Learn more about the six key features of business model transformation and how they deliver on the potential of new technology.
A Harvard Business School article called The Transformative Business Model by Stelios Kavadias, Kostas Ladas, and Christoph Loch, investigates 40 new business models with widely different outcomes. These business models relate to how companies organise themselves to serve customers and deliver value, the complimentary firms that they select to partner with, and how their supply chains operate.
“We usually associate an industry’s transformation with the adoption of a new technology. But, although new technologies are often major factors, they have never transformed an industry on their own. What does achieve such a transformation is a business model that can link a new technology to an emerging market need.” – The Transformative Business Model, Harvard Business Review
The professors cite MP3 technology as an example. Early MP3 devices allowed users to store thousands of songs on a small device, but it was only after Apple coupled the iPod with iTunes that the sale of music moved from the physical to the virtual world.
To determine what enables a business model to deliver on a technology’s potential, they conducted an in-depth analysis of 40 companies that had launched new business models in a variety of industries. Some succeeded in fundamentally altering their industries, while others did not.
Defining the business model
A business model describes how a company creates and captures value. According to the professors, in any given industry, a dominant business model tends to emerge over time, which will reflect the most efficient way to allocate and organise resources. “Most attempts to introduce a new model fail – but occasionally one succeeds in overturning the dominant model, usually by leveraging a new technology. If new entrants use the model to displace incumbents, or if competitors adopt it, then the industry has been transformed.”
They cite Airbnb as an example. The founders used platform technology to devise an entirely new business model that would challenge the traditional economics of the hotel business. Airbnb does not own or manage property; guests rent space from willing home owners through an online platform. Airbnb manages the platform and takes a percentage of the rent.
DID YOU KNOW?
American physicist and historian Thomas Kuhn described a paradigm shift as an important change that happens when the usual way of thinking about or doing something is replaced by a new and different way. Applying his thinking to the current economy, while most attempts to introduce a new model fail, occasionally one succeeds in overturning the dominant model – usually by leveraging a new technology. If new entrants use the model to displace incumbents, or if competitors adopt it, then the industry has been transformed.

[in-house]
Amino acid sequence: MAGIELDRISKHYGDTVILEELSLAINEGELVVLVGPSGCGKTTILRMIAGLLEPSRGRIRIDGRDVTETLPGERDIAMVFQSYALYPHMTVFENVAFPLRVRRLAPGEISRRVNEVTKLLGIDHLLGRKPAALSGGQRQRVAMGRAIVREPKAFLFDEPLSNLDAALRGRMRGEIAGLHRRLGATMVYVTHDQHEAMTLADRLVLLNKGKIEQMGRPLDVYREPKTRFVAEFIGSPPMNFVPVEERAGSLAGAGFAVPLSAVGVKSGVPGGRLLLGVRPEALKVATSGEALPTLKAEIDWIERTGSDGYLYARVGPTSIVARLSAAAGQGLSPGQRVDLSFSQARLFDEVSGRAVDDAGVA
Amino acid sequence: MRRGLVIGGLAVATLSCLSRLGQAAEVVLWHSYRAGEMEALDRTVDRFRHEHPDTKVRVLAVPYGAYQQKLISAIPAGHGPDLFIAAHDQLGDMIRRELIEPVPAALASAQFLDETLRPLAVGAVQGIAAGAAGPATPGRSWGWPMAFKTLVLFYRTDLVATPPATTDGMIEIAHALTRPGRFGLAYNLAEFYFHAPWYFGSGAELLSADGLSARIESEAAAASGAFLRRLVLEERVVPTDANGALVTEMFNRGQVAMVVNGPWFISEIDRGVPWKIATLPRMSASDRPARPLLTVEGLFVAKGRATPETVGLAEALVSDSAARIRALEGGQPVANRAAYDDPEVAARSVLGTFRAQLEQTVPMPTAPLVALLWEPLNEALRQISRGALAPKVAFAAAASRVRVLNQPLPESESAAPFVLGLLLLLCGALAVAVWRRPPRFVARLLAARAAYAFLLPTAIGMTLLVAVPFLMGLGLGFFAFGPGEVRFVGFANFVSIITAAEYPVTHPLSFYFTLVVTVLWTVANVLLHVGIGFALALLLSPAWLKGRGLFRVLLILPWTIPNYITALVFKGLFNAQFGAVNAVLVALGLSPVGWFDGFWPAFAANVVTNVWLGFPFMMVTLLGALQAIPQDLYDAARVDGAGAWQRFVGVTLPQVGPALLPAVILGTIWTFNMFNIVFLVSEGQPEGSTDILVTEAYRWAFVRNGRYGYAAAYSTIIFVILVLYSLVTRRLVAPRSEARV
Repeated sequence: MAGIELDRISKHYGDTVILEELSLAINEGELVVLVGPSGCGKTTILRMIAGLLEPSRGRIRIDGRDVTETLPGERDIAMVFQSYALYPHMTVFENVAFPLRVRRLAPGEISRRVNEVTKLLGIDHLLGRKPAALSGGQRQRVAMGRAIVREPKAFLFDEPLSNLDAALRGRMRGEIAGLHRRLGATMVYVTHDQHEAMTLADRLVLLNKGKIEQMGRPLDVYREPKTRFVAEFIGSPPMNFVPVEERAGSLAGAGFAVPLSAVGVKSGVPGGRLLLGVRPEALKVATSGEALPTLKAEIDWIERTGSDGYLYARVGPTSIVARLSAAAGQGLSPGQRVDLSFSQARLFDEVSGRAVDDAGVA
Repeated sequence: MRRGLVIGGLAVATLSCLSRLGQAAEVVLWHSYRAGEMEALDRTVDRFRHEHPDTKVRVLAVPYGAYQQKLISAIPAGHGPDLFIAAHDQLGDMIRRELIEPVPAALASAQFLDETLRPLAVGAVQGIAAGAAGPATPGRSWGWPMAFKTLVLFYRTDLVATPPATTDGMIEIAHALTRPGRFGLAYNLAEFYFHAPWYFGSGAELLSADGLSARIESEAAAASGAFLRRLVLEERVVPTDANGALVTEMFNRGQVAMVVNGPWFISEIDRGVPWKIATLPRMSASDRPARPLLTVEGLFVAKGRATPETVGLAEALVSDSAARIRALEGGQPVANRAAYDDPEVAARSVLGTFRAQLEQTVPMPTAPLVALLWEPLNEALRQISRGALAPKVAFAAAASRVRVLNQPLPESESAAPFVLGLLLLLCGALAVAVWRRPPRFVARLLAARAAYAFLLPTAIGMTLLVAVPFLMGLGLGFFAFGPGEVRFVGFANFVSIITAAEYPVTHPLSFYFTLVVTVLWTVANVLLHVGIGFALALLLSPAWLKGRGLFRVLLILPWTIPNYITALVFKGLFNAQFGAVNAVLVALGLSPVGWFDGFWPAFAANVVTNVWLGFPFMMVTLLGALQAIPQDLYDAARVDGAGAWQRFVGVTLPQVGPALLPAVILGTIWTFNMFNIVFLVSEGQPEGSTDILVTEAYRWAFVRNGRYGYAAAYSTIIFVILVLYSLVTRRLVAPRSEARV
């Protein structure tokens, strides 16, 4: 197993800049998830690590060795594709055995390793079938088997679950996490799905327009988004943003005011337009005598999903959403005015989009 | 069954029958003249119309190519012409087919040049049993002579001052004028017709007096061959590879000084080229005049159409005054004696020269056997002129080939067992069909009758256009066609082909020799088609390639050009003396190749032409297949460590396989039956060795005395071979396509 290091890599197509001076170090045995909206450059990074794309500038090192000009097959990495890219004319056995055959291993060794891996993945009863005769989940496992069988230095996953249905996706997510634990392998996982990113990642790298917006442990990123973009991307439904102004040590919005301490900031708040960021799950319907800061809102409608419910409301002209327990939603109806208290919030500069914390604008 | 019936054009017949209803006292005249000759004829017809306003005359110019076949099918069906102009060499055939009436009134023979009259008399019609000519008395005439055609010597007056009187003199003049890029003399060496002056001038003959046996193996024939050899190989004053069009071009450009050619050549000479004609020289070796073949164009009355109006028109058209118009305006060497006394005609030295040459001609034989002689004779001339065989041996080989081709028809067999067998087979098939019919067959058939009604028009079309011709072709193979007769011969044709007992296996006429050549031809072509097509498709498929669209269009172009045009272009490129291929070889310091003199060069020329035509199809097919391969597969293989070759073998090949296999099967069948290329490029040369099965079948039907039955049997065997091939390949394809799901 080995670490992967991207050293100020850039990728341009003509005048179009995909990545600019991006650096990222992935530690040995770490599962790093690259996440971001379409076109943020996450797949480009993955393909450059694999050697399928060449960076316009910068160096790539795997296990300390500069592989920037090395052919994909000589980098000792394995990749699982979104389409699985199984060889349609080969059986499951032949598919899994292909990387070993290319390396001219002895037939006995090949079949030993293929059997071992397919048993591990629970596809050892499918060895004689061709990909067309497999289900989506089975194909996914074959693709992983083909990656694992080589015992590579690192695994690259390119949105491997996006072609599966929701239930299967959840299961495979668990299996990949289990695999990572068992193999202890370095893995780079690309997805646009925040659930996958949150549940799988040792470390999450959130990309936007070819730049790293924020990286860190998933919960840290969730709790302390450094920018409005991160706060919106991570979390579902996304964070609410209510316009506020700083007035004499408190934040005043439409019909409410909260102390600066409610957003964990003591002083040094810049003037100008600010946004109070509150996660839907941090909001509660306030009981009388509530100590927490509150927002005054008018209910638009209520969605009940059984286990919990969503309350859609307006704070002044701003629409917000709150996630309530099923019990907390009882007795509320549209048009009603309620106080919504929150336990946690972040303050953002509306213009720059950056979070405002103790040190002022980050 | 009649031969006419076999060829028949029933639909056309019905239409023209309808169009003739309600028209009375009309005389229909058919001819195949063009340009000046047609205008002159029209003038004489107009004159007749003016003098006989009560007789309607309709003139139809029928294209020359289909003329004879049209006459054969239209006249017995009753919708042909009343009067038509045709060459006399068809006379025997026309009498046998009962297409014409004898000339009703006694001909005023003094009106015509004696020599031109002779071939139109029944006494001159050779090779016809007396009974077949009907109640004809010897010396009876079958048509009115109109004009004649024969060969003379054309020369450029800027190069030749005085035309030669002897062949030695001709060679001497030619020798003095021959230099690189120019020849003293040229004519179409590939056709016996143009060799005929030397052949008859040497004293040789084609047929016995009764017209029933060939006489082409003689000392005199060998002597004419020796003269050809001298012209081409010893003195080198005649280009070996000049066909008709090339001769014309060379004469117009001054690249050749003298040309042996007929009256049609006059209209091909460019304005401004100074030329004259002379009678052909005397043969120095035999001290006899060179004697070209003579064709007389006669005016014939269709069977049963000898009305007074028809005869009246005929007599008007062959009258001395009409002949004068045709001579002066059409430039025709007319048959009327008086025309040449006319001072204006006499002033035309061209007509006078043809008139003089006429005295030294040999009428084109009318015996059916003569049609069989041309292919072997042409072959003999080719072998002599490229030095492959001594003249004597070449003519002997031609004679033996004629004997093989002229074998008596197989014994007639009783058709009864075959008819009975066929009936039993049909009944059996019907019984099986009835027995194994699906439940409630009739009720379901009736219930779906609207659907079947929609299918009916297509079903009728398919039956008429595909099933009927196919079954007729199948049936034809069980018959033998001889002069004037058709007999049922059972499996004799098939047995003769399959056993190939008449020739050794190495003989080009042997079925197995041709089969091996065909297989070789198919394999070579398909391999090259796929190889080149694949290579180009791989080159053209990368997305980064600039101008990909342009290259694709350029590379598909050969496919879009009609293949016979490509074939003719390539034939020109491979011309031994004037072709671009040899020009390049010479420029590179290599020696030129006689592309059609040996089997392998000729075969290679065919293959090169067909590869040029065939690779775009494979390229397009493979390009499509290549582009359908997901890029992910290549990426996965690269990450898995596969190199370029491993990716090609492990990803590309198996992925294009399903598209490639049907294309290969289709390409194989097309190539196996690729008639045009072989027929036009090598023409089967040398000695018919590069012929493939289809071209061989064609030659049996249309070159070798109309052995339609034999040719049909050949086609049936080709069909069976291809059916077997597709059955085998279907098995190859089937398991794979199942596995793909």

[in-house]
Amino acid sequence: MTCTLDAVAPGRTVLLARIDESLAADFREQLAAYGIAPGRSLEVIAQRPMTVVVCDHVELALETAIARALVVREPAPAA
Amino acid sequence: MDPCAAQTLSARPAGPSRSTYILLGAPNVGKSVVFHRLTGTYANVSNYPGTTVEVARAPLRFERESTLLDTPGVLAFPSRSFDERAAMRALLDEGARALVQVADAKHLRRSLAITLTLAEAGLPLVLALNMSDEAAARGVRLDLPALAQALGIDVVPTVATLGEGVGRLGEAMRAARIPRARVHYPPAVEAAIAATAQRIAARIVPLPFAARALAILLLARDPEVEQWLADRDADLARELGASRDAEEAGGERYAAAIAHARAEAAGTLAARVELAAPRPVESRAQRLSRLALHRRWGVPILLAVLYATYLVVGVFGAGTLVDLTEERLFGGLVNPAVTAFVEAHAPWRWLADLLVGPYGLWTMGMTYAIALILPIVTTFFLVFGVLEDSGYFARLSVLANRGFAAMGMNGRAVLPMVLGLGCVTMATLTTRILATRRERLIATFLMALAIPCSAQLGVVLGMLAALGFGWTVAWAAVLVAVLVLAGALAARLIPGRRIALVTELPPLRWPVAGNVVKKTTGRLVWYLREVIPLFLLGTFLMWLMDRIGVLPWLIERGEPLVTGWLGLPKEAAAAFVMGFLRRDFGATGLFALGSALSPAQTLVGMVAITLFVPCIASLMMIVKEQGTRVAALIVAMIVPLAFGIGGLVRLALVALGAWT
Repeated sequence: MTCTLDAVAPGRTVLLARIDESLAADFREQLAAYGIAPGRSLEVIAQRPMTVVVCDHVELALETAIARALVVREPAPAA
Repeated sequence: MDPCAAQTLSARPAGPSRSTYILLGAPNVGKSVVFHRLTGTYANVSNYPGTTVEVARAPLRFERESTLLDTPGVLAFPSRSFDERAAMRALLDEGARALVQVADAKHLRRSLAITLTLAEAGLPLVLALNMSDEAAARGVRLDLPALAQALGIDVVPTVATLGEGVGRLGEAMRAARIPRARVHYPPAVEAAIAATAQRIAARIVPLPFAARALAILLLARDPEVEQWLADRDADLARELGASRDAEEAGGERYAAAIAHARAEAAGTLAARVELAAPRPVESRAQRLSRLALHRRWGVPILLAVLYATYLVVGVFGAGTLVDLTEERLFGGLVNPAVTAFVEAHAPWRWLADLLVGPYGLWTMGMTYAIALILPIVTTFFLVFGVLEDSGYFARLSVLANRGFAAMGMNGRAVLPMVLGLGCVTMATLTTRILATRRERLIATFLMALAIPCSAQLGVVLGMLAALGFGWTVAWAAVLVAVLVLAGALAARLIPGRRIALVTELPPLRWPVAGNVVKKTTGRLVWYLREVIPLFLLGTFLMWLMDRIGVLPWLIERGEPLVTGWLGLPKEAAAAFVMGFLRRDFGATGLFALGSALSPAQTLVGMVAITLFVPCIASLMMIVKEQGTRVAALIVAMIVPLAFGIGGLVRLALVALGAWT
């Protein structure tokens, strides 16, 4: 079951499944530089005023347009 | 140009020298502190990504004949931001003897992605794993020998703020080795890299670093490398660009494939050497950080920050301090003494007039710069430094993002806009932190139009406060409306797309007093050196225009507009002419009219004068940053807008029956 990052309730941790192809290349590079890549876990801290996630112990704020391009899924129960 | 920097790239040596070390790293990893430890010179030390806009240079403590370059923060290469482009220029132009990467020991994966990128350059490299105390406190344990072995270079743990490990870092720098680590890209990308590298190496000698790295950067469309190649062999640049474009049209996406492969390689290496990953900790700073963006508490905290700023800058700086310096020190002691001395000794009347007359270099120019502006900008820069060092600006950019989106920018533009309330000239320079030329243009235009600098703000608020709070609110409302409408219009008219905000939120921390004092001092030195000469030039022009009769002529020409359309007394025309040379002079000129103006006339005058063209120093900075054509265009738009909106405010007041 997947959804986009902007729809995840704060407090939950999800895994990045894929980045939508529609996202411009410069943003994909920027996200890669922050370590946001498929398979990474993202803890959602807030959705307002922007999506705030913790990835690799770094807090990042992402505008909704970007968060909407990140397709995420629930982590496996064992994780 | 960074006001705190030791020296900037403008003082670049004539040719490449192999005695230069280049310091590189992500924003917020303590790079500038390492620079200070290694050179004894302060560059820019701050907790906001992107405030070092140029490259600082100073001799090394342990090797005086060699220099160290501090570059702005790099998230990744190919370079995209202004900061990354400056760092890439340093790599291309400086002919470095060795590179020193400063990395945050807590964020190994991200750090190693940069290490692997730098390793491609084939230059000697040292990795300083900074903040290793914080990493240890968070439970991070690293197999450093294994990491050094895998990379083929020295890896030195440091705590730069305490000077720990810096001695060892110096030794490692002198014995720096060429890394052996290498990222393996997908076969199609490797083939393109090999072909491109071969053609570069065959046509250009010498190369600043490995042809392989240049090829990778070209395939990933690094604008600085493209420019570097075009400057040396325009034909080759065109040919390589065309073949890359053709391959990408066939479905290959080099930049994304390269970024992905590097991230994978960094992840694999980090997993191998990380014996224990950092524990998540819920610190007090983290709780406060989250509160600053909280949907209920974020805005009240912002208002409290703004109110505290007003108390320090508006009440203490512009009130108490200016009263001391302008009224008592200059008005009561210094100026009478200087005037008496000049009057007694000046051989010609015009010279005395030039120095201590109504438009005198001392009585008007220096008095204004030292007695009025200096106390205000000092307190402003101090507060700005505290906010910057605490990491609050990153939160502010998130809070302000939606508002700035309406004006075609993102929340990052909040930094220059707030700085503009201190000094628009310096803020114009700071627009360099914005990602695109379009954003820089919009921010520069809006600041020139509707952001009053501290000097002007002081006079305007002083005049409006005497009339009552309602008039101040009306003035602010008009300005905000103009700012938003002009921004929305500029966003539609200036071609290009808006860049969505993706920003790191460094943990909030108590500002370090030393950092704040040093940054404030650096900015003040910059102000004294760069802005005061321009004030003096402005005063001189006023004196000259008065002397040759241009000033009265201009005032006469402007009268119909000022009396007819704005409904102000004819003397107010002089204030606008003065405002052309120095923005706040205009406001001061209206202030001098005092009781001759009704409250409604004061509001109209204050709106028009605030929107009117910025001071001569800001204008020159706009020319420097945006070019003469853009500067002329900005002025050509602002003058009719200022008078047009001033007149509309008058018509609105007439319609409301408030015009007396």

“Before platform technology existed, there was no reason to change the hotel business in any meaningful way,” the article explains. “But after its introduction, the dominant business model became vulnerable to attack from anyone who could leverage that technology to create a more compelling value proposition for customers. The new business model serves as the interface between what technology enables and what the marketplace wants.”
Let’s unravel the six keys you can use to unlock successful business model transformation, as described by the professors:
1. A more personalised product or service
Many new models offer products or services that are better-tailored than the existing models to customers’ needs. Companies often leverage technology to achieve this at competitive prices.
2. A closed-loop process
Many models replace a linear consumption process (in which products are made, used, and then disposed of) with a closed loop, in which used products are recycled. This shift reduces overall resource costs.
3. Asset sharing
Some innovations succeed because they enable the sharing of costly assets – Airbnb allows homeowners to share them with travellers, and Uber shares assets with commuters. Sometimes assets may be shared across a supply chain. The sharing typically happens by means of two-sided online marketplaces that unlock value for both sides – I get money from renting my spare room, and you get a cheaper and perhaps nicer place to stay. Sharing also reduces entry barriers to many industries, because an entrant need not own the assets in question; it can merely act as an intermediary.